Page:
Select Page

No matter what rare or chronic disease you or your loved one is living with, you need to know that ICER – an unelected, unaccountable, non-governmental body that appointed itself to determine the “value” of disease treatments – is holding a meeting on July 25th that could have a significant impact on patient access to effective treatments.

ICER has already targeted multiple sclerosis, Spinal Muscular Atrophy, and many other rare, complex, or chronic conditions. This week, ICER is targeting Duchenne. But the condition you represent could be next.

Help us ask ICER: Who put YOU in charge of my health care?

Make your voice heard, in person or online.

In person: Attend the ICER meeting in Cambridge, MA on Thursday, July 25, at 10:00AM. Advocates are gathering in person to deliver the message that rare disease patients are #NotWorthLess. Register for ICER online, but don’t worry if you get a “sold out” or “sales closed” message. The patient community is making a Patient Hospitality Room available where advocates and patients can relax, get something to eat, and watch a livestream of the proceedings. All are welcome to join. To make sure there is enough seating and refreshments for patients who plan to attend, it would be really helpful if you could confirm you are coming.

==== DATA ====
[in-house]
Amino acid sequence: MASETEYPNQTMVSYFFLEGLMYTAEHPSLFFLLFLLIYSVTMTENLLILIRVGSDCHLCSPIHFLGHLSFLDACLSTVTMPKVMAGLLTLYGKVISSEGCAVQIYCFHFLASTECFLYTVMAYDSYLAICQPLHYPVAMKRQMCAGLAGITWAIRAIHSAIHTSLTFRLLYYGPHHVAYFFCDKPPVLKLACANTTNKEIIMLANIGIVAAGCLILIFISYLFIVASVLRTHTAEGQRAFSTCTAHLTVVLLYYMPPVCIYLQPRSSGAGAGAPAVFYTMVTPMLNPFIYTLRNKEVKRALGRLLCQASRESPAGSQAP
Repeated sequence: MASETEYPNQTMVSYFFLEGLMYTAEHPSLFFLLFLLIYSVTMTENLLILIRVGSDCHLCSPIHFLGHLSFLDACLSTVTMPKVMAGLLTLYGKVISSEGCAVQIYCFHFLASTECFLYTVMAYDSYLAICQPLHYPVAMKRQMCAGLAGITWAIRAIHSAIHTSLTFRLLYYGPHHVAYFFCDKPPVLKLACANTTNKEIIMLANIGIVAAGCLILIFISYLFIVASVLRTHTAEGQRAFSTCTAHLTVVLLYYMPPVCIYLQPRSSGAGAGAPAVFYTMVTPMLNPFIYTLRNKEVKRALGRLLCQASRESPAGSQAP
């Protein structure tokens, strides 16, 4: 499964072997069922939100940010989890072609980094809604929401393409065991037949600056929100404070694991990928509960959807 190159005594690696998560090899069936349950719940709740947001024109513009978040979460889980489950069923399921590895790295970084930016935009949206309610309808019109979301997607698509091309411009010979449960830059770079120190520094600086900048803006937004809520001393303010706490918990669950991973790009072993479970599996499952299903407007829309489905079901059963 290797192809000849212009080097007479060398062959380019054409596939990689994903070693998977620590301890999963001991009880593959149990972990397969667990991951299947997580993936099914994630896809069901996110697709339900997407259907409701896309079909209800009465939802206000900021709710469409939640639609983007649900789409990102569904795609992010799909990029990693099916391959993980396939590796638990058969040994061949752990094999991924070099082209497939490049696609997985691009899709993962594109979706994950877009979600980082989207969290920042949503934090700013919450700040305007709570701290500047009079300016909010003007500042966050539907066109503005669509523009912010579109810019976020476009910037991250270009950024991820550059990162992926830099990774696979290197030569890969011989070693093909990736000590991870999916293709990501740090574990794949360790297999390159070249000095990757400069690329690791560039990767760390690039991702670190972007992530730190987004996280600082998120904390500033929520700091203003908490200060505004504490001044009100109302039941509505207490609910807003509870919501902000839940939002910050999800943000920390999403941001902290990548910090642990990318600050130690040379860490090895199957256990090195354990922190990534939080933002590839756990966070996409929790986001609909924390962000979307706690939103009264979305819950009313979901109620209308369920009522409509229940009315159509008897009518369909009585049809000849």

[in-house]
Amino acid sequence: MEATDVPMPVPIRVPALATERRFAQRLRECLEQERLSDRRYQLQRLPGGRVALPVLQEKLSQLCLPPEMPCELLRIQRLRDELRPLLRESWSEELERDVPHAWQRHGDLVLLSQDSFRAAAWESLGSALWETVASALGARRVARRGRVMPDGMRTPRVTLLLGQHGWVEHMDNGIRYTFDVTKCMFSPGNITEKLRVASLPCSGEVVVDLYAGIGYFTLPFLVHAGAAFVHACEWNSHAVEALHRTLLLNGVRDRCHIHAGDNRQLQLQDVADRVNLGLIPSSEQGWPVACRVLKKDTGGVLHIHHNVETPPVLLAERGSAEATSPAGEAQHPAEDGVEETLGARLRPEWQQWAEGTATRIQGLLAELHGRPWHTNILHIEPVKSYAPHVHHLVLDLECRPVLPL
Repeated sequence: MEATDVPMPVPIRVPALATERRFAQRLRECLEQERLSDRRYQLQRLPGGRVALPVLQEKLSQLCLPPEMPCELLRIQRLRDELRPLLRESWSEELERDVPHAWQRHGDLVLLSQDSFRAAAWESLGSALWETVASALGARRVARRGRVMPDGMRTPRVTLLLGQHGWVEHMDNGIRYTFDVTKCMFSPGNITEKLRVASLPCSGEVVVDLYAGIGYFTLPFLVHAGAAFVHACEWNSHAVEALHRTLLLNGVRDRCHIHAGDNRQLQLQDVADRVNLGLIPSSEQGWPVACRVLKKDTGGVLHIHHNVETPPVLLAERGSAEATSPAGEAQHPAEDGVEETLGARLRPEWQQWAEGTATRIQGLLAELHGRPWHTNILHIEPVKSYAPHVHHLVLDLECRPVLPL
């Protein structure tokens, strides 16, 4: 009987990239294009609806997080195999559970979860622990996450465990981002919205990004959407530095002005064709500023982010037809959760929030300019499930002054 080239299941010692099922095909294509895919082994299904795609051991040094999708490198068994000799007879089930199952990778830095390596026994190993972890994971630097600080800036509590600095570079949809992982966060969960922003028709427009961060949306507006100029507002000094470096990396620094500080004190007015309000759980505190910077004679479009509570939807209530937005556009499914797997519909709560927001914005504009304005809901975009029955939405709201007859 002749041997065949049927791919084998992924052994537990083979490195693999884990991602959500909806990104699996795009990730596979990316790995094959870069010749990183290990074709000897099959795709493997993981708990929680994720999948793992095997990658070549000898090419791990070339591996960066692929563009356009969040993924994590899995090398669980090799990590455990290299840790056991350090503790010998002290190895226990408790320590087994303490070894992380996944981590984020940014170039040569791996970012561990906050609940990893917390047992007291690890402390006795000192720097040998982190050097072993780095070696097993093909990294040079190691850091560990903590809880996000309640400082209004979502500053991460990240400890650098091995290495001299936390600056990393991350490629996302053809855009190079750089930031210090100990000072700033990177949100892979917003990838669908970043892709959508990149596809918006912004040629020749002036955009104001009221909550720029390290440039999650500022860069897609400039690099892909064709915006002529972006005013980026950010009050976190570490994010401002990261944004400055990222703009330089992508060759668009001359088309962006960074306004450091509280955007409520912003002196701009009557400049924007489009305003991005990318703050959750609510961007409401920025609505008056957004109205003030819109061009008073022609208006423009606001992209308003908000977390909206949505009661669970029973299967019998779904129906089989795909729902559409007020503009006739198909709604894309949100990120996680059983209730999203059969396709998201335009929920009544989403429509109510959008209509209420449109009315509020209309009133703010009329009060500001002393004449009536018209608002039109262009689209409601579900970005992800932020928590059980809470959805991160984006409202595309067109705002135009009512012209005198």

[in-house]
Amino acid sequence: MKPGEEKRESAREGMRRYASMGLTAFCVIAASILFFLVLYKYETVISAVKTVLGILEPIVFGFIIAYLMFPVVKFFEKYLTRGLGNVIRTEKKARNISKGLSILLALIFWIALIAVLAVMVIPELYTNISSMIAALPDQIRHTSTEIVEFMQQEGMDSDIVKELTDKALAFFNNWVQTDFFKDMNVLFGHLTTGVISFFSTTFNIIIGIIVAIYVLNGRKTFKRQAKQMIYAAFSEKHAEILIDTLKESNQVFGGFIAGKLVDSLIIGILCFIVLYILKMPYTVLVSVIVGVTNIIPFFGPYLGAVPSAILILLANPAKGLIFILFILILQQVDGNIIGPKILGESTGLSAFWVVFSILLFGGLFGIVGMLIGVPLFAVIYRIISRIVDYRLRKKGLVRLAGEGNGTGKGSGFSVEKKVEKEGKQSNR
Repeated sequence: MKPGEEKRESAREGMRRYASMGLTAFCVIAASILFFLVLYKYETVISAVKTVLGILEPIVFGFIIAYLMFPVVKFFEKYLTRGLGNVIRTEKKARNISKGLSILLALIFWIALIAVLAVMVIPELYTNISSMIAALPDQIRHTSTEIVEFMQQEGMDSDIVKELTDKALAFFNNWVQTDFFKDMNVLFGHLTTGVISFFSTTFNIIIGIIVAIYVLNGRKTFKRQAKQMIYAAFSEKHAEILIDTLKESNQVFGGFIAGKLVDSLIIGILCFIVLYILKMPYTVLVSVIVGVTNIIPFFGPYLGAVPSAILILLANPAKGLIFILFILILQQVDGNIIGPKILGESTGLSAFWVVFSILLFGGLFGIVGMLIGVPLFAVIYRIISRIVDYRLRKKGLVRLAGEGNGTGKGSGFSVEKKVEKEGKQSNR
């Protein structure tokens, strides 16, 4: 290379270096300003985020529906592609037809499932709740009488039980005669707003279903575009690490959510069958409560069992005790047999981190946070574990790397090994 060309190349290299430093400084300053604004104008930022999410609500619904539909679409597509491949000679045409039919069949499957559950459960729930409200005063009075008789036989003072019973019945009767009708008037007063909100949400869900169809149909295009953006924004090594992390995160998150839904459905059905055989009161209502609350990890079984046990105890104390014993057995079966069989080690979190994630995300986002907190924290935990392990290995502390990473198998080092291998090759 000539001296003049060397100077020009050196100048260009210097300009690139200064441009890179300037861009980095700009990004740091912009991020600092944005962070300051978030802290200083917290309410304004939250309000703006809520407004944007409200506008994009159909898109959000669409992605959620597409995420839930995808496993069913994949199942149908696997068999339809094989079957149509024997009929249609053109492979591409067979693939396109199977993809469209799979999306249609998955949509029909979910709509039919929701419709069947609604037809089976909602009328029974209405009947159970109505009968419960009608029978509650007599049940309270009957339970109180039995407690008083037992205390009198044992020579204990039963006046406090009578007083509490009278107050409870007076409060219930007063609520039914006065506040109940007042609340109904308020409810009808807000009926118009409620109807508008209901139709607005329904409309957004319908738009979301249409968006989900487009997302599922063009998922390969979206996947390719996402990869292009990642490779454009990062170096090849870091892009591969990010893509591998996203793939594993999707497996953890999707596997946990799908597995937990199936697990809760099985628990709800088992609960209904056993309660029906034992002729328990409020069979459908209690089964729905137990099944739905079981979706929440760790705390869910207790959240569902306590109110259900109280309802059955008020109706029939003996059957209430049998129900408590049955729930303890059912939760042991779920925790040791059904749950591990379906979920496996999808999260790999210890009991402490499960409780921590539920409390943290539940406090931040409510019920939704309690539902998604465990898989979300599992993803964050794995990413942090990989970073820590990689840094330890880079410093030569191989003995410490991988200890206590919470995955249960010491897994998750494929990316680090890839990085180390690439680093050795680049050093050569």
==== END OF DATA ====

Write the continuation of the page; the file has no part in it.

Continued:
Online: Can’t make it to Cambridge? Make your voice heard on social media and tweet at @ICER_review asking: Who put YOU in charge of my health care? Below are some sample tweets.

  • Who put @icer_review in charge of my health care? #NotWorthLess
  • Dear @icer_review, who put YOU in charge of my health care? #NotWorthLess
  • Un-elected and unaccountable, who put @icer_review in charge of my health care? #NotWorthLess
  • Patients deserve to know: who put @icer_review in charge of my health care? #NotWorthLess

More about ICER

ICER uses a controversial, one-size-fits-all “value framework,” which ignores the experiences of real patients to measure what a patient with a rare or chronic condition is worth. ICER’s “reports” are routinely used by the insurance industry to deny patient access to these treatments.

ICER’s report on treatments for Duchenne could give both public and private insurers an excuse to deny patients access to these treatments. On July 25th, ICER is holding a public meeting in Cambridge, MA, on the Duchenne report, where a group of panelists who do not have expertise in Duchenne will vote to finalize the recommendations in the report.

A Pioneer Institute study found: “[ICER’s] review methodology could negatively impact elderly, the disabled, cancer patients, and those with rare diseases.” Read the study and press release.